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PostSubject: Re: US Forces....   Wed Jan 14, 2015 10:35 pm

Read a bunch of articles, Eddard, and I believe that you will see that the majority of scholars agree that the General Welfare clause was intended to be limited in scope for the welfare of the United States... not welfare of the citizens. That is what I have seen, and quoted above, including a few dissenting opinions as outlined above.

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PostSubject: Re: US Forces....   Mon Jan 19, 2015 8:57 pm

Well, how about this clause, not from the Constitution but definitely from another prominent source:


32 And before him shall be gathered all nations: and he shall separate them one from another, as a shepherd divideth his sheep from the goats:

33 And he shall set the sheep on his right hand, but the goats on the left.

34 Then shall the King say unto them on his right hand, Come, ye blessed of my Father, inherit the kingdom prepared for you from the foundation of the world:

35 For I was an hungred, and ye gave me meat: I was thirsty, and ye gave me drink: I was a stranger, and ye took me in:

36 Naked, and ye clothed me: I was sick, and ye visited me: I was in prison, and ye came unto me.

37 Then shall the righteous answer him, saying, Lord, when saw we thee an hungred, and fed thee? or thirsty, and gave thee drink?

38 When saw we thee a stranger, and took thee in? or naked, and clothed thee?

39 Or when saw we thee sick, or in prison, and came unto thee?

40 And the King shall answer and say unto them, Verily I say unto you, Inasmuch as ye have done it unto one of the least of these my brethren, ye have done it unto me.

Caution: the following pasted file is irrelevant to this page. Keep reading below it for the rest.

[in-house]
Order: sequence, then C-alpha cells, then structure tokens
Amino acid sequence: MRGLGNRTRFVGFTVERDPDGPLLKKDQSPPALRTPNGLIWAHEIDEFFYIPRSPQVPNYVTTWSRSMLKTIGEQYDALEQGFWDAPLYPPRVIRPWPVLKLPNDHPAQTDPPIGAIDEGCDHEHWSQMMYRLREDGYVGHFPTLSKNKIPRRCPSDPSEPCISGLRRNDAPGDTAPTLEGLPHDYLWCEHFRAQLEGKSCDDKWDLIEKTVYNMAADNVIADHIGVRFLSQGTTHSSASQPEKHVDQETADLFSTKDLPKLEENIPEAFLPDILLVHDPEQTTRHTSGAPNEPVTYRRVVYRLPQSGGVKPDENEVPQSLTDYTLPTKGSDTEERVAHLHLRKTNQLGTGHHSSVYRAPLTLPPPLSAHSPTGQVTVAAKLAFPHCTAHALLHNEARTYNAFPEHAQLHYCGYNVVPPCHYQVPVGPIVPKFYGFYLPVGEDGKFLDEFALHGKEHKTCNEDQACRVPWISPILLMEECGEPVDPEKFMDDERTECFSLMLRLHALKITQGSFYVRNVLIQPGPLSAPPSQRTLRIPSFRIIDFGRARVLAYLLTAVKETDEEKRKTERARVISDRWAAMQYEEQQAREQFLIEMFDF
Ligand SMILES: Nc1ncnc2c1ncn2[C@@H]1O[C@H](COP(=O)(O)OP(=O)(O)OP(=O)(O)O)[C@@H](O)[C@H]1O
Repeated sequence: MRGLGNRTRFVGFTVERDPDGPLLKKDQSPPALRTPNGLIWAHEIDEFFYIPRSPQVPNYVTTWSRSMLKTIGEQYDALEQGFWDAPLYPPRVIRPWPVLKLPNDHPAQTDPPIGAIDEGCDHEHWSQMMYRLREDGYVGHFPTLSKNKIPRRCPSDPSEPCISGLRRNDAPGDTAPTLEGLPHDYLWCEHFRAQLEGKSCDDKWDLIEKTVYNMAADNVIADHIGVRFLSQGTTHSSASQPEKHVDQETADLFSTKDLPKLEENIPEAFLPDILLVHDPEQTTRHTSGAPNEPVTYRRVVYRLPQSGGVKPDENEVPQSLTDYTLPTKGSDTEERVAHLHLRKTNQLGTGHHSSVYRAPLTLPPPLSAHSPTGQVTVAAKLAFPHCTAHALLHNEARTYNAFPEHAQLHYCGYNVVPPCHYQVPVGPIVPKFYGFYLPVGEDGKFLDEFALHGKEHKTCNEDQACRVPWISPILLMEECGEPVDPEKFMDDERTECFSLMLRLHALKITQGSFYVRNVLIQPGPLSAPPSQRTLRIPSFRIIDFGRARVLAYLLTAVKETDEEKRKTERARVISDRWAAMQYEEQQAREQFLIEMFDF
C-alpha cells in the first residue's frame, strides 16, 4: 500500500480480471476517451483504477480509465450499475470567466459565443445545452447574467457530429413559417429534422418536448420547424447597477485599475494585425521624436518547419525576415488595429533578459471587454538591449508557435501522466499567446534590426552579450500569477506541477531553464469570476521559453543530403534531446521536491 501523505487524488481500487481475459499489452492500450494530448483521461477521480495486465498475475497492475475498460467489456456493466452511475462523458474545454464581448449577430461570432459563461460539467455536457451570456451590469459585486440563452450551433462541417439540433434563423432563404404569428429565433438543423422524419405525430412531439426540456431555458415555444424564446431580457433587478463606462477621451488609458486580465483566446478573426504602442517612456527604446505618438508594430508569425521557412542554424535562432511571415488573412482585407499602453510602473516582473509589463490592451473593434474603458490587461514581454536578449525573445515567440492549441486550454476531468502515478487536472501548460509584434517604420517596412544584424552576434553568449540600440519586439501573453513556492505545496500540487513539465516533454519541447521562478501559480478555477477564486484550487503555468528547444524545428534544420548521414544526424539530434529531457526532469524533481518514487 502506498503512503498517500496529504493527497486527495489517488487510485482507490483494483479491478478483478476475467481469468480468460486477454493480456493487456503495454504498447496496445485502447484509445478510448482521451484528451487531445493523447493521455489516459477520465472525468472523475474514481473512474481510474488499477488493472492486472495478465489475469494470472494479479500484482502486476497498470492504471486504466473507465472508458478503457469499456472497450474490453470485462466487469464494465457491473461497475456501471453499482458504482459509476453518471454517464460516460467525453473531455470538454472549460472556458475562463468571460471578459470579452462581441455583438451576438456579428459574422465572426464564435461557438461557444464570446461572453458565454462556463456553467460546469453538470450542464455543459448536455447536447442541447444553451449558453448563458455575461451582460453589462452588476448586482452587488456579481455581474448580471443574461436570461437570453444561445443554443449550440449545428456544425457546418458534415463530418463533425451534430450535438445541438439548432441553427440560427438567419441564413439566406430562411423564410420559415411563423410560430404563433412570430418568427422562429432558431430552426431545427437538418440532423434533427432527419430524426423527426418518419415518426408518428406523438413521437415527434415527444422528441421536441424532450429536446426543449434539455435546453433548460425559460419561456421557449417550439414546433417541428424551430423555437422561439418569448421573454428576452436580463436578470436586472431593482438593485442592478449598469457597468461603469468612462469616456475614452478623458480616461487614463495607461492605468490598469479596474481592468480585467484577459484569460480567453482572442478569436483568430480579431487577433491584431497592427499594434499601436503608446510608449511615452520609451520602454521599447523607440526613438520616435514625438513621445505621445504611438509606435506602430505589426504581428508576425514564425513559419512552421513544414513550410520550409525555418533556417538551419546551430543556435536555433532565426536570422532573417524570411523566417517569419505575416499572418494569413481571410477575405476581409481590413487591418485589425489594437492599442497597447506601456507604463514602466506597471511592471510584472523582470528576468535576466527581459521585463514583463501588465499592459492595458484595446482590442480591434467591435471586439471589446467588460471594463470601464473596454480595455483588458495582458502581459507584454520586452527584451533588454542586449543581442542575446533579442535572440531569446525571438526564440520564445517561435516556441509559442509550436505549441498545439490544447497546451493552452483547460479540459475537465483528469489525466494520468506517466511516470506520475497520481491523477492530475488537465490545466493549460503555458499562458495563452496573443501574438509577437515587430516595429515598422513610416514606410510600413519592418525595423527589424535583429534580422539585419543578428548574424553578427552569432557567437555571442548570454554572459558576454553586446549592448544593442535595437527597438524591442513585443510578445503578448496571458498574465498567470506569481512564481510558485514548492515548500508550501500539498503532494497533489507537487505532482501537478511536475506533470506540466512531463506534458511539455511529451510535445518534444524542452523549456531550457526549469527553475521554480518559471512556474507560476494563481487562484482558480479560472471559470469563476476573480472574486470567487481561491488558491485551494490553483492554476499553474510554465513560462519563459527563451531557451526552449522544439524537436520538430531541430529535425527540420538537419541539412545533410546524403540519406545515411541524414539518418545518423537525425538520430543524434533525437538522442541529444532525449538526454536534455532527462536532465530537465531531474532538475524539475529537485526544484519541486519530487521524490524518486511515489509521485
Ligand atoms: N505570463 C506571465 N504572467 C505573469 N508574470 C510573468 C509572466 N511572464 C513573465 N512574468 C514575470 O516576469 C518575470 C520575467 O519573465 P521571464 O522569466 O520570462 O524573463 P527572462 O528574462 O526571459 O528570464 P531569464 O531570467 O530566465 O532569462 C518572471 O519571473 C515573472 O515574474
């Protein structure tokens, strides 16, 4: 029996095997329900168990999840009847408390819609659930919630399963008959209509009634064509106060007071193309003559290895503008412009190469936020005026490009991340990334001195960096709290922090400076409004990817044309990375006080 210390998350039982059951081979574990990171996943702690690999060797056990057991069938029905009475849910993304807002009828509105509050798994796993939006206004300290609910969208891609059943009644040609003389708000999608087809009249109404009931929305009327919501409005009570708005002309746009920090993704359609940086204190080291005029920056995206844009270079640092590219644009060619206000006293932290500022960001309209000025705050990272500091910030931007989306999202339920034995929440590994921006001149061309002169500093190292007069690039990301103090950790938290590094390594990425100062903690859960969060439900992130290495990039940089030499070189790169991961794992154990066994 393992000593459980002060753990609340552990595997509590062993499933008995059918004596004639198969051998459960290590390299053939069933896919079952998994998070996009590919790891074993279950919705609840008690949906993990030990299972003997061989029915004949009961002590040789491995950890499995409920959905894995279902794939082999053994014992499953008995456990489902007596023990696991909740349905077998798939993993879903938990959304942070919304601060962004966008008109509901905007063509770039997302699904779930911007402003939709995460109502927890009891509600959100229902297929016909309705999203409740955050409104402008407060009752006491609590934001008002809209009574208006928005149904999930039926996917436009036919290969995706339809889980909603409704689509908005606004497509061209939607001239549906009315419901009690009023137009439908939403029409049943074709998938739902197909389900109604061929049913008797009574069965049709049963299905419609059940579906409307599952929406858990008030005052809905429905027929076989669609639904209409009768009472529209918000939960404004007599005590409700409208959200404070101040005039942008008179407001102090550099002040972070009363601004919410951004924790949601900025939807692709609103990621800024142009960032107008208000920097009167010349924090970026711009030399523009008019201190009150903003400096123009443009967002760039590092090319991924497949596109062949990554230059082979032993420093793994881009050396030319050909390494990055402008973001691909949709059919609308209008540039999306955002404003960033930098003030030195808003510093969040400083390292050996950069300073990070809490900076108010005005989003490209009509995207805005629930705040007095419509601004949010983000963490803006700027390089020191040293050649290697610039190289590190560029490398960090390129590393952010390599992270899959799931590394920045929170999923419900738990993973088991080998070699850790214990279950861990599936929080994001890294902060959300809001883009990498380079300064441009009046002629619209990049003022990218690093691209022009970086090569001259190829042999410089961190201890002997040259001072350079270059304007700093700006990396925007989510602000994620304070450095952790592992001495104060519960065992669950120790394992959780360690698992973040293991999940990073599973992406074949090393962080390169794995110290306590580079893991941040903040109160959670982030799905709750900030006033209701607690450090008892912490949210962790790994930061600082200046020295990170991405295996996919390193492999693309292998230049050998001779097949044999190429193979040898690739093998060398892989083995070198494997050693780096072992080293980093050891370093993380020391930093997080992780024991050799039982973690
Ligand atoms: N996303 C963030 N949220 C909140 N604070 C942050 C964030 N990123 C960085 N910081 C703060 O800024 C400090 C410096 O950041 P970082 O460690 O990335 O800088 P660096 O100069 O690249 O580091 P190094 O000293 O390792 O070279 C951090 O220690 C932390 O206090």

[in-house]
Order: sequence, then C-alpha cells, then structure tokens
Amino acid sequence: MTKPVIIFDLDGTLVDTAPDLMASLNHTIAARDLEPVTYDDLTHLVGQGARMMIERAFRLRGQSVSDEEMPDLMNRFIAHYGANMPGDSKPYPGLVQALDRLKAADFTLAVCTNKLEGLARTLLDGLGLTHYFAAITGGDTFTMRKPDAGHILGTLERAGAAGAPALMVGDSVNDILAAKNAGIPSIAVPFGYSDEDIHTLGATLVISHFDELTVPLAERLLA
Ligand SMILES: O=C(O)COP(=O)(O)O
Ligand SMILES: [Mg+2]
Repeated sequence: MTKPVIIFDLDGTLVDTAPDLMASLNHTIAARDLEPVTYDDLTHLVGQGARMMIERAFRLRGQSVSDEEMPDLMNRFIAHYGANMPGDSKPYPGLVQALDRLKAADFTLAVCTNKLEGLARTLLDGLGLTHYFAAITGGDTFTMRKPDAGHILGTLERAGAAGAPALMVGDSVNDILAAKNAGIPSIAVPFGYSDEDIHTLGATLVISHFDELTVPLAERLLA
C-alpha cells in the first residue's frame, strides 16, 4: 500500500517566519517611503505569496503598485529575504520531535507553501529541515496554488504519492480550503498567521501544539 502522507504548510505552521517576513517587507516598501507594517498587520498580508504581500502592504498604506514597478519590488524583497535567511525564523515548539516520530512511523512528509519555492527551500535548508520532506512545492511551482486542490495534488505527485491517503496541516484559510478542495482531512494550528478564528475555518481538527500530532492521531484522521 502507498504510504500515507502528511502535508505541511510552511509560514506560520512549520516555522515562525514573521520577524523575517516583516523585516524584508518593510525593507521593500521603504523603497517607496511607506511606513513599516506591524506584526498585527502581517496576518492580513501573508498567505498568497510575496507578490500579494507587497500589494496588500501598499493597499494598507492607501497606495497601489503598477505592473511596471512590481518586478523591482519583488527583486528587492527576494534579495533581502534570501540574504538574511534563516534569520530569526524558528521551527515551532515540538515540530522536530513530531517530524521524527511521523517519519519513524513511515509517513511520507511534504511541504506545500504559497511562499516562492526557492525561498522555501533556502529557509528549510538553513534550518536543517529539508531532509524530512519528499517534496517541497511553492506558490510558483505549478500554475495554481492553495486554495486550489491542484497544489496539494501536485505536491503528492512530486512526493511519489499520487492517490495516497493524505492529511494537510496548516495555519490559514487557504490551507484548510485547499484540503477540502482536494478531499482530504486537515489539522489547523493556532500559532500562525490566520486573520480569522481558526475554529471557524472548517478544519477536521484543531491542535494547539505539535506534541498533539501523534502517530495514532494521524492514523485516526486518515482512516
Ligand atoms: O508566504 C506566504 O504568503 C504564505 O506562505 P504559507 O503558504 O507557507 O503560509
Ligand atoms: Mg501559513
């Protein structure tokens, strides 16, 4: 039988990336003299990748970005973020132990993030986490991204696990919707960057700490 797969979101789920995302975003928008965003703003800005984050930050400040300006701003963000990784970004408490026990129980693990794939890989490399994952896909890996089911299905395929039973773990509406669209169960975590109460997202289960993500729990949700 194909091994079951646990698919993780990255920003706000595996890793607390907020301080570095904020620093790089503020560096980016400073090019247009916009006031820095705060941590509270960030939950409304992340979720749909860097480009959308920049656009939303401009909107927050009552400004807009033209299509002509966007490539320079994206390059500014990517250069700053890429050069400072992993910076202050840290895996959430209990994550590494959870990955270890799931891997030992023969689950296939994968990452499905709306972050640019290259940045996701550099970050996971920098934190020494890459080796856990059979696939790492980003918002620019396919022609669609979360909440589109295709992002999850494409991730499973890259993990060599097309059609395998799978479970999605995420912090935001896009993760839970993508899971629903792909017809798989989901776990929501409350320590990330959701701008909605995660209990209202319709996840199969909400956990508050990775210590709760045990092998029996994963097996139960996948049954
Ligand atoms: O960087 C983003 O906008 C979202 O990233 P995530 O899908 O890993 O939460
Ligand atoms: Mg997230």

41 Then shall he say also unto them on the left hand, Depart from me, ye cursed, into everlasting fire, prepared for the devil and his angels:

42 For I was an hungred, and ye gave me no meat: I was thirsty, and ye gave me no drink:

43 I was a stranger, and ye took me not in: naked, and ye clothed me not: sick, and in prison, and ye visited me not.

44 Then shall they also answer him, saying, Lord, when saw we thee an hungred, or athirst, or a stranger, or naked, or sick, or in prison, and did not minister unto thee?

45 Then shall he answer them, saying, Verily I say unto you, Inasmuch as ye did it not to one of the least of these, ye did it not to me.

46 And these shall go away into everlasting punishment: but the righteous into life eternal.



Here's a thought- that first scripture says he will gather before him all "nations." It does not speak of all individuals, but of all nations. Churches have chosen to interpret it that way, but God proved he has favorites when it comes to nations- supposedly he favors Israel above everybody else. So to be the devil's advocate here, and I don't think I'm stretching it too far, suppose that scripture means exactly what it says? That nations of people will be judged by how they treated the weakest among them of their citizens.
I definitely believe that it is the job of the government to look to the needs of its citizens, and not just use taxation to fund eternal warfare on other countries. You and I won't agree on this one, I'm sure. But I'm just as sure I'm right as you are that you are right.


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PostSubject: Re: US Forces....   Mon Jan 19, 2015 9:00 pm

I didn't read because it isn't relative to the United States Constitution... what we are talking about here.

I will say that I am a practicing Christian, give to the church, to charities, to those in need, etc.

This thread isn't a discussion of the good things in the Holy Bible, though.

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PostSubject: Re: US Forces....   Mon Jan 19, 2015 9:02 pm

LOL, Whatever.

Like I said, I am as sure I am right as you are sure  you are to be right.

I cannot separate my religion from my politics because they are both a part of who I think I ought to be. Not necessarily who I am, but definitely a part of who I think I ought to be..
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PostSubject: Re: US Forces....   Mon Jan 19, 2015 9:07 pm

There is nothing wrong with applying the principles of the bible to your life.

I admire that.


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PostSubject: Re: US Forces....   Mon Jan 19, 2015 9:18 pm

Thank you. I just wish we could agree on more things.